Weather service issues rare blizzard warning for lakes area

Brainerd declares snow emergency as winter storm howls through the state. National Weather Service extends blizzard warnings and warns of dangerous life-threatening wind chill following the snow.

During blizzard conditions Wednesday, Dec. 23, a woman is partially obscured by blowing snow as she walks to her car in the Crosby-Ironton High School parking lot. The winter storm with high winds caused traffic to move slowly in central Minnesota. Steve Kohls / Brainerd Dispatch

Blizzard warnings were extended Wednesday morning, Dec. 23, to include the Brainerd lakes area — a rare event for northeastern Minnesota.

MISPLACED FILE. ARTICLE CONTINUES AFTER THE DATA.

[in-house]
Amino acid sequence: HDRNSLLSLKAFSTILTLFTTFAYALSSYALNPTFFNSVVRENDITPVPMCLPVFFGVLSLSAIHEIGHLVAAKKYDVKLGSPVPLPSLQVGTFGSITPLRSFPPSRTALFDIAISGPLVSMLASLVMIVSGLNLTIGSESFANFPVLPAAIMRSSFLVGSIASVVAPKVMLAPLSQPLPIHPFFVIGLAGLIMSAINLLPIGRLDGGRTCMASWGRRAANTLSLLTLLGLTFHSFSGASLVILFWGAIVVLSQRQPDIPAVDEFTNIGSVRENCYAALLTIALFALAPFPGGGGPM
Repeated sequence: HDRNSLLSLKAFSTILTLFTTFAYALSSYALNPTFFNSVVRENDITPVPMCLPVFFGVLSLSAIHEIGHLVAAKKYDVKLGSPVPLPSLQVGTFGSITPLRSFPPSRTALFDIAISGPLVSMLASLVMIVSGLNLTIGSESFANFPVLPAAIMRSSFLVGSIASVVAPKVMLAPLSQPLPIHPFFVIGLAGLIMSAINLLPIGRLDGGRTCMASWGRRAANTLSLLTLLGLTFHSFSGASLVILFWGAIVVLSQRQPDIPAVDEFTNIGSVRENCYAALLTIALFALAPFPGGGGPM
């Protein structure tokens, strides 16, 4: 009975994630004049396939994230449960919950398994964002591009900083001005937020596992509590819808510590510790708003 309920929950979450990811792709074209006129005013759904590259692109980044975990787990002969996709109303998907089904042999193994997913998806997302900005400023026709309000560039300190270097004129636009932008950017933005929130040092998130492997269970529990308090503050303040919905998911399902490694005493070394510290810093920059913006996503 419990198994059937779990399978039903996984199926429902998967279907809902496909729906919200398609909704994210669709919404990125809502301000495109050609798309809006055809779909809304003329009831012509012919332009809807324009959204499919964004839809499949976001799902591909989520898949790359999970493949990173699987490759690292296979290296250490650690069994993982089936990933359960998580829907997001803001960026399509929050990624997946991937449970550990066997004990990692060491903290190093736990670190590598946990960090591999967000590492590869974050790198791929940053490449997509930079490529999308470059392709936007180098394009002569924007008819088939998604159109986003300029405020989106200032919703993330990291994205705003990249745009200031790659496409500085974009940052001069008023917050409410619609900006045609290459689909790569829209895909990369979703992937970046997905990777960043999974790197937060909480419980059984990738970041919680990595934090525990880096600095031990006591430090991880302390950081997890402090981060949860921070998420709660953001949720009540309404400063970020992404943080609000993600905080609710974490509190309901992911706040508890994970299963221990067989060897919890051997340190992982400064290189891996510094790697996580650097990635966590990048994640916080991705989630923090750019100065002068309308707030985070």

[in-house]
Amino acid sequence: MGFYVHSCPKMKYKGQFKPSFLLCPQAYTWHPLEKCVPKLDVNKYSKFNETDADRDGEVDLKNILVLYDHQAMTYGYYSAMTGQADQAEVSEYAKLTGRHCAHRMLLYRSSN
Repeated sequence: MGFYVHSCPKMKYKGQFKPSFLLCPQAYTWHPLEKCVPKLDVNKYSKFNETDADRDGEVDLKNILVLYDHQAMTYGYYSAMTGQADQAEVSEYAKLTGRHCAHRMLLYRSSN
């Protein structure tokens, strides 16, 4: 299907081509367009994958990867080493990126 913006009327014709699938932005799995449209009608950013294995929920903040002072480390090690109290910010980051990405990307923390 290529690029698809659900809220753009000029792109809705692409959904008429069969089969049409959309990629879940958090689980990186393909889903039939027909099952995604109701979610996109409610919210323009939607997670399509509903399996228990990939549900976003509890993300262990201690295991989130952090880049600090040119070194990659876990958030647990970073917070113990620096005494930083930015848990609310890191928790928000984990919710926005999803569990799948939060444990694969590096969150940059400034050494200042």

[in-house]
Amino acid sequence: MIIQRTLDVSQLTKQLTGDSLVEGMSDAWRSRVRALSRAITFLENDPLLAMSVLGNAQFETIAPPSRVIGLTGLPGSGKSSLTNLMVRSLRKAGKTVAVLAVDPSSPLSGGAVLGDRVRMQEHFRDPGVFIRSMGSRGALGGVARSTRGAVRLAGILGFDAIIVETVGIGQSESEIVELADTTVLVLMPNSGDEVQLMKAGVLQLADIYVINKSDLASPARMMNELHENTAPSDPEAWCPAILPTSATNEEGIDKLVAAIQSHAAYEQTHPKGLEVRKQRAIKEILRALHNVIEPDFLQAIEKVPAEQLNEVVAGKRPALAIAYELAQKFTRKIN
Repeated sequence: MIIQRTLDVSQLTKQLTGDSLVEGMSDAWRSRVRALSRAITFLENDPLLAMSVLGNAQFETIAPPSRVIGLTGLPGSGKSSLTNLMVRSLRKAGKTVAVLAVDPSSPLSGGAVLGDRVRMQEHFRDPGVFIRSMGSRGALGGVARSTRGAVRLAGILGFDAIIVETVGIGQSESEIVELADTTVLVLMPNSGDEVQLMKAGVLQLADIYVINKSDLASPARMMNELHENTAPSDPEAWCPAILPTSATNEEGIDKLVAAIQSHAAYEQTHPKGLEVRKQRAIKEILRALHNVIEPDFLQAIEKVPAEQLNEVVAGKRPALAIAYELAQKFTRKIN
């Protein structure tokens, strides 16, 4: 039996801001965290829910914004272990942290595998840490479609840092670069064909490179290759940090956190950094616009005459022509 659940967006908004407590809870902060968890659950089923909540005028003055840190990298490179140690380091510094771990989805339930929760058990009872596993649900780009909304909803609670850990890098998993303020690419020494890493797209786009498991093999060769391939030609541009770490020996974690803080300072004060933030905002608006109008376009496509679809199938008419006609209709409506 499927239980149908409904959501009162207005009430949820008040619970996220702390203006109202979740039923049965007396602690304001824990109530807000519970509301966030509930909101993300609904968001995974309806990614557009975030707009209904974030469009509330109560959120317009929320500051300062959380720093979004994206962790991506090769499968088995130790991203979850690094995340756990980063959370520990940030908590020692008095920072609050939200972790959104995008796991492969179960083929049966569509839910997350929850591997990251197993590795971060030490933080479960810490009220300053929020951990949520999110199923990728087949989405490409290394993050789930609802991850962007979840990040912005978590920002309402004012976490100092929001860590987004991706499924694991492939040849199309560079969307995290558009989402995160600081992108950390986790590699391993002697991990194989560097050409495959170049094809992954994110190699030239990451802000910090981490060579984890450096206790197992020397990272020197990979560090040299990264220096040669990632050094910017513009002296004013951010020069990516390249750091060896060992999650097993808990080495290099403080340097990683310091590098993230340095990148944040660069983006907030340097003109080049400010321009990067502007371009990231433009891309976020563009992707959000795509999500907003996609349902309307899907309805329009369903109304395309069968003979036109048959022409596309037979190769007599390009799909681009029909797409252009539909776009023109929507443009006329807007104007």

“We do have blizzard conditions in Brainerd and we expect those conditions to continue through the rest of the afternoon,” said Joe Moore, National Weather Service meteorologist in Duluth, on Wednesday morning.

Crow Wing, Cass, Aitkin, Wadena, Todd, Morrison and Mille Lacs counties are all in the blizzard warning. With Brainerd experiencing blizzard conditions by mid-morning. Light snow began falling in Brainerd about 9 a.m. as winds began picking up. The blizzard warnings came within the next hour.

Moore said the winter storm will deliver heavy snow and bitter life-threatening wind chills. Moore provided a storm update via a Facebook Live session Wednesday.


Going back over about 24 years of weather service records, Moore said they didn’t find an official blizzard warning being issued in Aitkin County. Since 1996, there has only officially been one blizzard event in Crow Wing County and that was Nov. 18, 2016.